DAY 1: (published June 28, 2003)
Quincy's growing Asian community has long relied on Chinatown for any
number of services, from grocery stores to restaurants to insurance agencies.
But with the opening of Asian supermarkets and retail stores, many believe
the city is poised to become an ethnic crossing, where residents from
Quincy and beyond come to shop, eat and do business. In other words, an
alternative to Chinatown. Read story....
The Asian community continues to grow. But the people coming to Quincy
are different than the ones who arrived 15 years ago. Instead of hailing
from Hong Kong, newer immigrants are from places like Fujian. Mandarin,
not Cantonese, is increasingly common. Read
The Zous are representative of many Asian-Americans in Quincy: Connected
to their heritage but accustomed to American life. Read
DAY 2: (published June 30, 2003)
Flushing has its own mini-Chinatown, and Quincy could ultimately be similar.
How did the one in NY develop and what lessons can be learned? What Flushing
has that Quincy doesn’t. Read story....
Asian American Bank is making a foray into Quincy, opening its first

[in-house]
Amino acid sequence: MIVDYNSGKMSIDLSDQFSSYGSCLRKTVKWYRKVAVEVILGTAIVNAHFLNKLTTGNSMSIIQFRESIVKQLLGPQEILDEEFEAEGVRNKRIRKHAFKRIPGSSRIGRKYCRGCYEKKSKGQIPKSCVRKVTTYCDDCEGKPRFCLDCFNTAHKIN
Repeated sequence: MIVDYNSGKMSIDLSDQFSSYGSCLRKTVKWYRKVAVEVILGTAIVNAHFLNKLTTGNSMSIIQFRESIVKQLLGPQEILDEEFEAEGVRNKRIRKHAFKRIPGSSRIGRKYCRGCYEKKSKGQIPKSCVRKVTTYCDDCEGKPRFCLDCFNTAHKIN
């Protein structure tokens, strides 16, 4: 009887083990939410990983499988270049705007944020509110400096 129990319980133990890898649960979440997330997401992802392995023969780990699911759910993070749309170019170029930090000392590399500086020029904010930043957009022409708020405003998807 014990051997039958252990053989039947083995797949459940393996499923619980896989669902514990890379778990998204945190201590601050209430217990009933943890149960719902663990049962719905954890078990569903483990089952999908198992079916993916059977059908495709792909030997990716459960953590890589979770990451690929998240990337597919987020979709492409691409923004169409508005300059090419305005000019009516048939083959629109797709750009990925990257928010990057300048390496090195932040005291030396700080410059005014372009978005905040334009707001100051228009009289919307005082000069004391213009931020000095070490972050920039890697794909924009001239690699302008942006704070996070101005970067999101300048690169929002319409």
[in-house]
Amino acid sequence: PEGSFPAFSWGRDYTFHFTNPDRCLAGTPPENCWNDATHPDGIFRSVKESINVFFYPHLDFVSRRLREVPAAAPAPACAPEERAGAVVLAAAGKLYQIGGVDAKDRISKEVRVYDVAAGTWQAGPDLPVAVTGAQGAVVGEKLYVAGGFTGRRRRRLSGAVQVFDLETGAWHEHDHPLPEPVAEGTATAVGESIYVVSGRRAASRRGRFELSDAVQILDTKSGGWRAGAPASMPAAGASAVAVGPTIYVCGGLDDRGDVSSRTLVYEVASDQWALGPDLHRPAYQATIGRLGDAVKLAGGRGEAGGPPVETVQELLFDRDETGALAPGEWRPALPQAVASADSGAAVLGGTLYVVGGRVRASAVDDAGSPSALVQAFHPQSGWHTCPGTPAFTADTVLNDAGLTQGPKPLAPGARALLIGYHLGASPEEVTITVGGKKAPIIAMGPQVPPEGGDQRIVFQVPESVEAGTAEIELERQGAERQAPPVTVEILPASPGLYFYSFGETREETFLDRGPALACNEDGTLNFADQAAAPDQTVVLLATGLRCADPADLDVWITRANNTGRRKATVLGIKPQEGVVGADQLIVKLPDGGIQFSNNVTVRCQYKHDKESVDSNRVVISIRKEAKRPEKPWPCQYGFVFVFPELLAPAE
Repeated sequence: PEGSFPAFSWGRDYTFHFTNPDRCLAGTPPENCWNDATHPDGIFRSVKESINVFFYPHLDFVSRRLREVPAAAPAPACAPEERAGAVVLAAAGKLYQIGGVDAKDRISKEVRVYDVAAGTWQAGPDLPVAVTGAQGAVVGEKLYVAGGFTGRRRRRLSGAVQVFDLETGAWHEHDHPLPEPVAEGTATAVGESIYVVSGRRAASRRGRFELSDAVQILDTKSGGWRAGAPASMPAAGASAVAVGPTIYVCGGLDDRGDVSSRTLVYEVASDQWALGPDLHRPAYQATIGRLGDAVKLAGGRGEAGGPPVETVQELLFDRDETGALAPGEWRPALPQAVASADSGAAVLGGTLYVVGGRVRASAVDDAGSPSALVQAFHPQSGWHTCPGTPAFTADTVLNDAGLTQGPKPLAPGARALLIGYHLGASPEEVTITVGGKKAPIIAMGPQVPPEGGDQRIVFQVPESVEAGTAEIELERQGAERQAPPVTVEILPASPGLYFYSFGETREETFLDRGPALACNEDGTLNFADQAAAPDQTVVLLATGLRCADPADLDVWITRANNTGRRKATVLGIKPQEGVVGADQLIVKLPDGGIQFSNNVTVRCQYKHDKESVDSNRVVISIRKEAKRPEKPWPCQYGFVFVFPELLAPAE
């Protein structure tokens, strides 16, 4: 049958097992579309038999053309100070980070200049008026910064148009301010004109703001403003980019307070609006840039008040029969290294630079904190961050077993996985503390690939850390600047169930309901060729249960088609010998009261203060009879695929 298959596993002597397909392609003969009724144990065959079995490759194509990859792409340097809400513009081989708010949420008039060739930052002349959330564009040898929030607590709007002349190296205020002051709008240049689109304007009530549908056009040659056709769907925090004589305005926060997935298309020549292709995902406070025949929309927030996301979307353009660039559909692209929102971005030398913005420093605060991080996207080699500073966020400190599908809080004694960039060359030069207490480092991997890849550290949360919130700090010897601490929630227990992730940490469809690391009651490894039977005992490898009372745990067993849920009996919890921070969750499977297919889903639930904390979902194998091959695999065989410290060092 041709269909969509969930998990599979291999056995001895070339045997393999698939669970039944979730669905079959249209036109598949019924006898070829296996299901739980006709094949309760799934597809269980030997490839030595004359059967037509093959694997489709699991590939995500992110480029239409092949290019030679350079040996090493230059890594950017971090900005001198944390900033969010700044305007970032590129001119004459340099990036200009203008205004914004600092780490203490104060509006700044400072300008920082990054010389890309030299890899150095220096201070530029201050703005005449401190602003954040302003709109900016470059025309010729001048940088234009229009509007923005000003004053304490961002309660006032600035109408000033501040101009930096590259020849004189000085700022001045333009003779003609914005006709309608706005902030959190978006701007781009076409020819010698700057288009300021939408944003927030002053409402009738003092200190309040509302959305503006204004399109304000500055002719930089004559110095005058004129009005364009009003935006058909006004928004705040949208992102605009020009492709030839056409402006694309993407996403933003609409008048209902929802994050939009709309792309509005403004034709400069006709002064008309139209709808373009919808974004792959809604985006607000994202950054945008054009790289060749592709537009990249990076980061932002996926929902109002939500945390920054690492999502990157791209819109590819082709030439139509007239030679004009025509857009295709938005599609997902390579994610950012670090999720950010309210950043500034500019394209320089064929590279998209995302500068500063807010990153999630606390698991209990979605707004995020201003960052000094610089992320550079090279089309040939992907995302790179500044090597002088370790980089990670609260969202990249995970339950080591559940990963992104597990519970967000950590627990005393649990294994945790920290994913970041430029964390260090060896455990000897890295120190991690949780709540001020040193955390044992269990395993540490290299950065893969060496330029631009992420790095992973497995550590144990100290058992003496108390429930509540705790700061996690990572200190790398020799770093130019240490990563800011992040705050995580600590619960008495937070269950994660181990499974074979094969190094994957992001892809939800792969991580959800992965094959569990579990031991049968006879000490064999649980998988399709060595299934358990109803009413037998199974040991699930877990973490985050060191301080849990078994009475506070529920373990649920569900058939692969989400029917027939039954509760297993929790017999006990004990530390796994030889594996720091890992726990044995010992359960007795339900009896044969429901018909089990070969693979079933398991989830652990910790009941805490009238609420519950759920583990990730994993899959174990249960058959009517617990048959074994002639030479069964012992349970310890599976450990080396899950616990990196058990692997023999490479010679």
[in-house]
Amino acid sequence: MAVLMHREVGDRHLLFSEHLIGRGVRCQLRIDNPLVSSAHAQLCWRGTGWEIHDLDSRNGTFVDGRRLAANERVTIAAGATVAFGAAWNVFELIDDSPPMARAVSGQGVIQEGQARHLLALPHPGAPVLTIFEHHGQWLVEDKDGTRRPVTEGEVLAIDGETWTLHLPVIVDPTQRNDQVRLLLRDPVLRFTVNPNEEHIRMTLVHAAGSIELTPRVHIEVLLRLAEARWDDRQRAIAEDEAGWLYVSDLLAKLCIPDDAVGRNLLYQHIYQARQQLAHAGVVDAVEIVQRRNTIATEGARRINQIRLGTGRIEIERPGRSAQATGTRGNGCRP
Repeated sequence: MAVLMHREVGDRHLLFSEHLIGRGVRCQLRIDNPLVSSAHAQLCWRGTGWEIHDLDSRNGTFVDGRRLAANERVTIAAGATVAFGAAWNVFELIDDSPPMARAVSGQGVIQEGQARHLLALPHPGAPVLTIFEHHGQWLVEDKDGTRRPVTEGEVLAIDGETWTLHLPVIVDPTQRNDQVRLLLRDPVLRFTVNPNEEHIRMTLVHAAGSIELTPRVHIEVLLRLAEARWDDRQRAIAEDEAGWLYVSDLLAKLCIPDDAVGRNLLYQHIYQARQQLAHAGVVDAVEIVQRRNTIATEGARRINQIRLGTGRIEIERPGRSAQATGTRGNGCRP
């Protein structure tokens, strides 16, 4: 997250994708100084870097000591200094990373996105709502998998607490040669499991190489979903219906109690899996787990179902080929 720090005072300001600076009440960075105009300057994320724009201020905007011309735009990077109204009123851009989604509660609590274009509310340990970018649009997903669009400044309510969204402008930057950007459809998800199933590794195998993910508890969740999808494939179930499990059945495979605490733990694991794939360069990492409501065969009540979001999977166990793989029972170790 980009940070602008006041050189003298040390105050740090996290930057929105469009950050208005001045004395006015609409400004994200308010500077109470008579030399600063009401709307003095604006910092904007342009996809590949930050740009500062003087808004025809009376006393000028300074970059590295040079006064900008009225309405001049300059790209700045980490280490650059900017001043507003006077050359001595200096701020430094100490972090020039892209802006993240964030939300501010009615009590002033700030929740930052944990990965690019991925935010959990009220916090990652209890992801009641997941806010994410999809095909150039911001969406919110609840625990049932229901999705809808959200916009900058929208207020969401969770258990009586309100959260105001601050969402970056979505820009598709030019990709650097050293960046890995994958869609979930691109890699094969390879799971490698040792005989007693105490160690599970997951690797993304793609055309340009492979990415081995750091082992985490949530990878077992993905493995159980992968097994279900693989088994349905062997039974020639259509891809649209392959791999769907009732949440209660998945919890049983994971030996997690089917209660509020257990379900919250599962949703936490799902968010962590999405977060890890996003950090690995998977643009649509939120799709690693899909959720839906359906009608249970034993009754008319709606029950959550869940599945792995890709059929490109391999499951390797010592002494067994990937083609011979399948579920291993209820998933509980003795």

branch here. This story will look at why provide background on the bank,
and explore how unique it is to have a bank that caters to such a specific
niche. Read story....
DAY 3: (published July 1, 2003)
No longer do residents hear much about eggs being launched at immigrants’
houses, or other crimes against Asian residents. Nearly everyone agrees
that Quincy has come a long way toward shedding its racist rap. But racial
tensions still exist. Read story....
Two Asian cops assigned as community officers in North Quincy address
everything from building code violations, to translation needs, to tensions
between residents. One teaches Tae Kwon Do at the local school. They’re
involved in helping plan community events like the August Moon festival.
They’re regularly seen riding around on their bicycles. And everybody
knows them. Read story....
DAY 4: (published July 2, 2003)
Asians still aren’t involved in community life. Here’s what
people are doing to tackle it: A Good Neighbor handbook explaining the
importance of newcomers getting involved in the civic process, a quarterly
newsletter in multiple languages containing information about services
available and upcoming events and more Asian-language programming on local
TV, to name a few. Read story....
Much has been written and said about Quincy's 9,000 or so Chinese residents,
who comprise more than two-thirds of the city's overall Asian population.
While the relatively new Indian community may be small by comparison,
it was the fastest growing subgroup of Asians during the previous decade.
Started by Peter Jae in 1988, the Quincy Chinese School is a non-profit
educational institution, the only lan guage school of its kind in the
South Shore area. The school strives to edu cate Chinese-American children
in the Cantonese language, motivating stu dents to become knowledgeable
of tra ditional customs and culture. Read story....